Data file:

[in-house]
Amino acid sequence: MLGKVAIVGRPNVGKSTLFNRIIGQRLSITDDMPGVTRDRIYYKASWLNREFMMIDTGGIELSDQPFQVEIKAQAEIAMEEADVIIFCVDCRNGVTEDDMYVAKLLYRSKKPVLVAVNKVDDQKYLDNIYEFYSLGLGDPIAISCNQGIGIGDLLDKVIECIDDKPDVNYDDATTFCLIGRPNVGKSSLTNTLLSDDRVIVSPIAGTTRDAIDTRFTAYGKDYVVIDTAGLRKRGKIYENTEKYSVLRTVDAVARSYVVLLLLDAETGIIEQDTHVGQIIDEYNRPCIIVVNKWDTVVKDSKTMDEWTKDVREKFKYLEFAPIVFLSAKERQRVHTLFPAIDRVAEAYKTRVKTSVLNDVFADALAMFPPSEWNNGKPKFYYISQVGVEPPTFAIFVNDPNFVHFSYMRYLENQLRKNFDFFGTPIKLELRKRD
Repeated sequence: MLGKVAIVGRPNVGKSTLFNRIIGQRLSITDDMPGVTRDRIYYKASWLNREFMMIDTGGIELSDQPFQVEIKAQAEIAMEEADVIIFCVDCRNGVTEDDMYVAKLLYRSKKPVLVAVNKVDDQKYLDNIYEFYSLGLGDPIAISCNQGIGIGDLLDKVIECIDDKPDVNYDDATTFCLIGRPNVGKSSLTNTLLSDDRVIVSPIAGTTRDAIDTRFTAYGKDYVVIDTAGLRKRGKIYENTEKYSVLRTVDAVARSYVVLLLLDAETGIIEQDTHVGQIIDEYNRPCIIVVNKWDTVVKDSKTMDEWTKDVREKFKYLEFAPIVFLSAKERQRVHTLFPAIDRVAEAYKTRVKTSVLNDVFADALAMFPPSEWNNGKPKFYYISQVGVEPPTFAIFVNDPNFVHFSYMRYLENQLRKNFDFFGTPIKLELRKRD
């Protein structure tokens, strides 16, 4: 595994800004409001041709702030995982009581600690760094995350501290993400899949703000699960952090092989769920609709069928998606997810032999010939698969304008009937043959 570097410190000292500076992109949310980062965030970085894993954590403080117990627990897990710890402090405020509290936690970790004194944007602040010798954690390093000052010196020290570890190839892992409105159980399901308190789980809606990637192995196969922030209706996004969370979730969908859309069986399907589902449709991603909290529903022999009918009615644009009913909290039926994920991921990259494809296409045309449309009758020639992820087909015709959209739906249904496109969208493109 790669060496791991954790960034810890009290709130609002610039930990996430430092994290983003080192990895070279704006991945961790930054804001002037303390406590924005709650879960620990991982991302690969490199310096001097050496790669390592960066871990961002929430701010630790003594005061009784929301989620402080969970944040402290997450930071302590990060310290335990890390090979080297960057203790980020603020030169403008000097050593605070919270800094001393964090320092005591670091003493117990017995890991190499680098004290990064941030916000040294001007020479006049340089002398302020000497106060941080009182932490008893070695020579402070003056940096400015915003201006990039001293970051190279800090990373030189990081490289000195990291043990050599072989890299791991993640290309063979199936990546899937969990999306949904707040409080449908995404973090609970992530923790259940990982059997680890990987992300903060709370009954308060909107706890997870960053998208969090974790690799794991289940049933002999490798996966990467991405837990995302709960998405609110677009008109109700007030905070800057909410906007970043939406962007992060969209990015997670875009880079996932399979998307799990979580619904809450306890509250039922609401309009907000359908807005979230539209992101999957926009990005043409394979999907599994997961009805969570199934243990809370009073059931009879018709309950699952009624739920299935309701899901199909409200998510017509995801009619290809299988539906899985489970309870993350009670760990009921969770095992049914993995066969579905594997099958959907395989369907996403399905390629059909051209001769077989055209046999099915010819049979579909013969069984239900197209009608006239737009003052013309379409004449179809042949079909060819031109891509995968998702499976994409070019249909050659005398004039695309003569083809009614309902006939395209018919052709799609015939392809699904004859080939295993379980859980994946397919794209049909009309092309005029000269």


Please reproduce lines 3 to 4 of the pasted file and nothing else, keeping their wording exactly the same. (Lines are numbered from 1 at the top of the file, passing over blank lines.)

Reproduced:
Repeated sequence: MLGKVAIVGRPNVGKSTLFNRIIGQRLSITDDMPGVTRDRIYYKASWLNREFMMIDTGGIELSDQPFQVEIKAQAEIAMEEADVIIFCVDCRNGVTEDDMYVAKLLYRSKKPVLVAVNKVDDQKYLDNIYEFYSLGLGDPIAISCNQGIGIGDLLDKVIECIDDKPDVNYDDATTFCLIGRPNVGKSSLTNTLLSDDRVIVSPIAGTTRDAIDTRFTAYGKDYVVIDTAGLRKRGKIYENTEKYSVLRTVDAVARSYVVLLLLDAETGIIEQDTHVGQIIDEYNRPCIIVVNKWDTVVKDSKTMDEWTKDVREKFKYLEFAPIVFLSAKERQRVHTLFPAIDRVAEAYKTRVKTSVLNDVFADALAMFPPSEWNNGKPKFYYISQVGVEPPTFAIFVNDPNFVHFSYMRYLENQLRKNFDFFGTPIKLELRKRD
């Protein structure tokens, strides 16, 4: 595994800004409001041709702030995982009581600690760094995350501290993400899949703000699960952090092989769920609709069928998606997810032999010939698969304008009937043959 570097410190000292500076992109949310980062965030970085894993954590403080117990627990897990710890402090405020509290936690970790004194944007602040010798954690390093000052010196020290570890190839892992409105159980399901308190789980809606990637192995196969922030209706996004969370979730969908859309069986399907589902449709991603909290529903022999009918009615644009009913909290039926994920991921990259494809296409045309449309009758020639992820087909015709959209739906249904496109969208493109 790669060496791991954790960034810890009290709130609002610039930990996430430092994290983003080192990895070279704006991945961790930054804001002037303390406590924005709650879960620990991982991302690969490199310096001097050496790669390592960066871990961002929430701010630790003594005061009784929301989620402080969970944040402290997450930071302590990060310290335990890390090979080297960057203790980020603020030169403008000097050593605070919270800094001393964090320092005591670091003493117990017995890991190499680098004290990064941030916000040294001007020479006049340089002398302020000497106060941080009182932490008893070695020579402070003056940096400015915003201006990039001293970051190279800090990373030189990081490289000195990291043990050599072989890299791991993640290309063979199936990546899937969990999306949904707040409080449908995404973090609970992530923790259940990982059997680890990987992300903060709370009954308060909107706890997870960053998208969090974790690799794991289940049933002999490798996966990467991405837990995302709960998405609110677009008109109700007030905070800057909410906007970043939406962007992060969209990015997670875009880079996932399979998307799990979580619904809450306890509250039922609401309009907000359908807005979230539209992101999957926009990005043409394979999907599994997961009805969570199934243990809370009073059931009879018709309950699952009624739920299935309701899901199909409200998510017509995801009619290809299988539906899985489970309870993350009670760990009921969770095992049914993995066969579905594997099958959907395989369907996403399905390629059909051209001769077989055209046999099915010819049979579909013969069984239900197209009608006239737009003052013309379409004449179809042949079909060819031109891509995968998702499976994409070019249909050659005398004039695309003569083809009614309902006939395209018919052709799609015939392809699904004859080939295993379980859980994946397919794209049909009309092309005029000269």